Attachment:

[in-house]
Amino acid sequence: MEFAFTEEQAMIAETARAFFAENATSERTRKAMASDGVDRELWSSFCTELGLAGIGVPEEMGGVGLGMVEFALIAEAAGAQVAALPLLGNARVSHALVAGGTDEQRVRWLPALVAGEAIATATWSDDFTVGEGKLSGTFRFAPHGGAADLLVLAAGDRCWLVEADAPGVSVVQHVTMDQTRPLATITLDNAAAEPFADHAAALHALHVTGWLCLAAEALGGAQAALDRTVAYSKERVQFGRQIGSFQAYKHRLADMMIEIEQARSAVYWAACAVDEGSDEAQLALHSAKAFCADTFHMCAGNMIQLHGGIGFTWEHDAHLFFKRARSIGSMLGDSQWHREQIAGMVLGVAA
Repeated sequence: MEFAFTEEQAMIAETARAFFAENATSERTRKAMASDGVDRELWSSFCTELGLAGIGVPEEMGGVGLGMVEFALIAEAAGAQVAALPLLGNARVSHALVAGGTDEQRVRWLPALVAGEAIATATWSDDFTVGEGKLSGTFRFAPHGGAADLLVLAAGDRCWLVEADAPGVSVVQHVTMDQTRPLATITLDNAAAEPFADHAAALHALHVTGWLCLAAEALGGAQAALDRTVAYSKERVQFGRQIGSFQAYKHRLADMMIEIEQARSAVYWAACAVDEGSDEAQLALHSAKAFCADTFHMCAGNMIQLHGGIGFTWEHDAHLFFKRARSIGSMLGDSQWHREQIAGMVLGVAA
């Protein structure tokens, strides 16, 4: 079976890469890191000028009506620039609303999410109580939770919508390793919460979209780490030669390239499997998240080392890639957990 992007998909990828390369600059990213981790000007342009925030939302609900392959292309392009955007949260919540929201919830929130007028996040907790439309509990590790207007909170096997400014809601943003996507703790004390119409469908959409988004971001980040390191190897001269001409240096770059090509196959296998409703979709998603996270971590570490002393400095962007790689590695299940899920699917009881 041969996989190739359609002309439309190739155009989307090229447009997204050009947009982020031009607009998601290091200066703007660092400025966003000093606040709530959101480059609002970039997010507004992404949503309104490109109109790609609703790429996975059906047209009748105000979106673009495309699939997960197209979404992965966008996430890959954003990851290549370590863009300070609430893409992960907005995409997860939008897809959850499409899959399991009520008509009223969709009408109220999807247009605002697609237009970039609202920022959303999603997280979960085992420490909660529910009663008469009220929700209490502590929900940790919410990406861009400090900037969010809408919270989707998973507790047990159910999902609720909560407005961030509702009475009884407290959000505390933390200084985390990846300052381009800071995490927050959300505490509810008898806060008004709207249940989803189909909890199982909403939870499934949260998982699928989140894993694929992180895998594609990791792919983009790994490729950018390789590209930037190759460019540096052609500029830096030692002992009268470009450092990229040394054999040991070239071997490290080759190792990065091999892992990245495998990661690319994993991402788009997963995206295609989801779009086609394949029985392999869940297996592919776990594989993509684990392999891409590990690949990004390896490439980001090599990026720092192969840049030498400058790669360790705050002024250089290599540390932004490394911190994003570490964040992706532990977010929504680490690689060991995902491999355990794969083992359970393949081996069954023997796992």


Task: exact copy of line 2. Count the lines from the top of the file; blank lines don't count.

Amino acid sequence: MEFAFTEEQAMIAETARAFFAENATSERTRKAMASDGVDRELWSSFCTELGLAGIGVPEEMGGVGLGMVEFALIAEAAGAQVAALPLLGNARVSHALVAGGTDEQRVRWLPALVAGEAIATATWSDDFTVGEGKLSGTFRFAPHGGAADLLVLAAGDRCWLVEADAPGVSVVQHVTMDQTRPLATITLDNAAAEPFADHAAALHALHVTGWLCLAAEALGGAQAALDRTVAYSKERVQFGRQIGSFQAYKHRLADMMIEIEQARSAVYWAACAVDEGSDEAQLALHSAKAFCADTFHMCAGNMIQLHGGIGFTWEHDAHLFFKRARSIGSMLGDSQWHREQIAGMVLGVAA